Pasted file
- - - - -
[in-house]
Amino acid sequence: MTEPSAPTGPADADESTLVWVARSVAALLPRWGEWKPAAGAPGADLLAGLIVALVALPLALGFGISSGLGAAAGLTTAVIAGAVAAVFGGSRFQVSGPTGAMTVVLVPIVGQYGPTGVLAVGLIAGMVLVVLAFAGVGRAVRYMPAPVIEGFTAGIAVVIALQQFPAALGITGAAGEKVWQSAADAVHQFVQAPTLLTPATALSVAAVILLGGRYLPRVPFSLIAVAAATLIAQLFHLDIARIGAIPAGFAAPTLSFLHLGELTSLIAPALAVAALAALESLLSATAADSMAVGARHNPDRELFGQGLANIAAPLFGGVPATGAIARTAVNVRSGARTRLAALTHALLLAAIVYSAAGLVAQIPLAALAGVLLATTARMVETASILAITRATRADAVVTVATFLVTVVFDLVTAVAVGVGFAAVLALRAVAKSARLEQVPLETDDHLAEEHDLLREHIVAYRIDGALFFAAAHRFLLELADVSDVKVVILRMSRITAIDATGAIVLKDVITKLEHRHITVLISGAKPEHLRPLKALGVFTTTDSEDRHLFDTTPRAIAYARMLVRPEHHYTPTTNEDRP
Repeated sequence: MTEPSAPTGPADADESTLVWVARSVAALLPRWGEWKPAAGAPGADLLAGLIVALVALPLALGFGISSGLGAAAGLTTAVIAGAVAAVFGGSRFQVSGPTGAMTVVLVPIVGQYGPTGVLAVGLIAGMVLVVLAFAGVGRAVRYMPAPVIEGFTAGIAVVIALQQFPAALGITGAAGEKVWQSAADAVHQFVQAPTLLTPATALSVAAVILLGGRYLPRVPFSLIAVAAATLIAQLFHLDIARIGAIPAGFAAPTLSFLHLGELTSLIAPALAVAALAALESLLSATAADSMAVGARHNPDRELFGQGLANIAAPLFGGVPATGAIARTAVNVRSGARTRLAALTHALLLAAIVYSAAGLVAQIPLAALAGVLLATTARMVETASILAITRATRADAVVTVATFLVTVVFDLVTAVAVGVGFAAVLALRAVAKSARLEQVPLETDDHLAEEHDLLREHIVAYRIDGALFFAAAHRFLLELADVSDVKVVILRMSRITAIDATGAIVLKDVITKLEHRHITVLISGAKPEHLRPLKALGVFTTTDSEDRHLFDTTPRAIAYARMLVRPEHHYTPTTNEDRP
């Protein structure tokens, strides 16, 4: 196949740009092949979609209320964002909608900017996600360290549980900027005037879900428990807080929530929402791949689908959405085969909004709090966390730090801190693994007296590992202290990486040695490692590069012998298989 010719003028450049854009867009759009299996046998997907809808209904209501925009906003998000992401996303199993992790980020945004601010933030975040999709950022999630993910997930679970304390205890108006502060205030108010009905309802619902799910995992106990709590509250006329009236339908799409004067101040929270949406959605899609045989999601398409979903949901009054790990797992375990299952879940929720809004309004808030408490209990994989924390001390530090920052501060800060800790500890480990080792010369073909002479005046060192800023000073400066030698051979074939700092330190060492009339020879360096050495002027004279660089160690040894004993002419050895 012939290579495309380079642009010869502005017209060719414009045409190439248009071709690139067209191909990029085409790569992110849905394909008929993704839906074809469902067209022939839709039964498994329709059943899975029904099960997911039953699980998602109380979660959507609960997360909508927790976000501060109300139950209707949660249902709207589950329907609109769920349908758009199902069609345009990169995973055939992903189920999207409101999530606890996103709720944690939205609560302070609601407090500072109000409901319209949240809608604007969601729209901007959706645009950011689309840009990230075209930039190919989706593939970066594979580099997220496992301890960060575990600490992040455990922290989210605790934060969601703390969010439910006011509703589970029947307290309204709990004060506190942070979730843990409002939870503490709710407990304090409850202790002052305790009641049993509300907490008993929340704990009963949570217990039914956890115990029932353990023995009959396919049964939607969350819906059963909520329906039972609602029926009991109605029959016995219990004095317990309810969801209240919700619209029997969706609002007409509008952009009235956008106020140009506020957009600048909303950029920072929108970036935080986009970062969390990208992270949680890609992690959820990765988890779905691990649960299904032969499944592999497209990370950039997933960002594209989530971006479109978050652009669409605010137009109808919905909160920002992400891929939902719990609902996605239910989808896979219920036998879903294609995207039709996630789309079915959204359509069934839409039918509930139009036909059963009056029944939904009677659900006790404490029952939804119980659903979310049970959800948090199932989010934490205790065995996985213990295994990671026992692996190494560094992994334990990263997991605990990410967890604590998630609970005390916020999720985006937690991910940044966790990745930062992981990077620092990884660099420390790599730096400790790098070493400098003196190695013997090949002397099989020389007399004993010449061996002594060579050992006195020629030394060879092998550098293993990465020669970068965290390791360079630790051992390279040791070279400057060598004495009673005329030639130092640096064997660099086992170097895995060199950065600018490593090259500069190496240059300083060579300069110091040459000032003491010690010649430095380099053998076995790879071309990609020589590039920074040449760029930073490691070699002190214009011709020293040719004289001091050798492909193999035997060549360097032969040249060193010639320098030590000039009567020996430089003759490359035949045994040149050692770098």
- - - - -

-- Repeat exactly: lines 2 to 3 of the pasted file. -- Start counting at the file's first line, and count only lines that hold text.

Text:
Amino acid sequence: MTEPSAPTGPADADESTLVWVARSVAALLPRWGEWKPAAGAPGADLLAGLIVALVALPLALGFGISSGLGAAAGLTTAVIAGAVAAVFGGSRFQVSGPTGAMTVVLVPIVGQYGPTGVLAVGLIAGMVLVVLAFAGVGRAVRYMPAPVIEGFTAGIAVVIALQQFPAALGITGAAGEKVWQSAADAVHQFVQAPTLLTPATALSVAAVILLGGRYLPRVPFSLIAVAAATLIAQLFHLDIARIGAIPAGFAAPTLSFLHLGELTSLIAPALAVAALAALESLLSATAADSMAVGARHNPDRELFGQGLANIAAPLFGGVPATGAIARTAVNVRSGARTRLAALTHALLLAAIVYSAAGLVAQIPLAALAGVLLATTARMVETASILAITRATRADAVVTVATFLVTVVFDLVTAVAVGVGFAAVLALRAVAKSARLEQVPLETDDHLAEEHDLLREHIVAYRIDGALFFAAAHRFLLELADVSDVKVVILRMSRITAIDATGAIVLKDVITKLEHRHITVLISGAKPEHLRPLKALGVFTTTDSEDRHLFDTTPRAIAYARMLVRPEHHYTPTTNEDRP
Repeated sequence: MTEPSAPTGPADADESTLVWVARSVAALLPRWGEWKPAAGAPGADLLAGLIVALVALPLALGFGISSGLGAAAGLTTAVIAGAVAAVFGGSRFQVSGPTGAMTVVLVPIVGQYGPTGVLAVGLIAGMVLVVLAFAGVGRAVRYMPAPVIEGFTAGIAVVIALQQFPAALGITGAAGEKVWQSAADAVHQFVQAPTLLTPATALSVAAVILLGGRYLPRVPFSLIAVAAATLIAQLFHLDIARIGAIPAGFAAPTLSFLHLGELTSLIAPALAVAALAALESLLSATAADSMAVGARHNPDRELFGQGLANIAAPLFGGVPATGAIARTAVNVRSGARTRLAALTHALLLAAIVYSAAGLVAQIPLAALAGVLLATTARMVETASILAITRATRADAVVTVATFLVTVVFDLVTAVAVGVGFAAVLALRAVAKSARLEQVPLETDDHLAEEHDLLREHIVAYRIDGALFFAAAHRFLLELADVSDVKVVILRMSRITAIDATGAIVLKDVITKLEHRHITVLISGAKPEHLRPLKALGVFTTTDSEDRHLFDTTPRAIAYARMLVRPEHHYTPTTNEDRP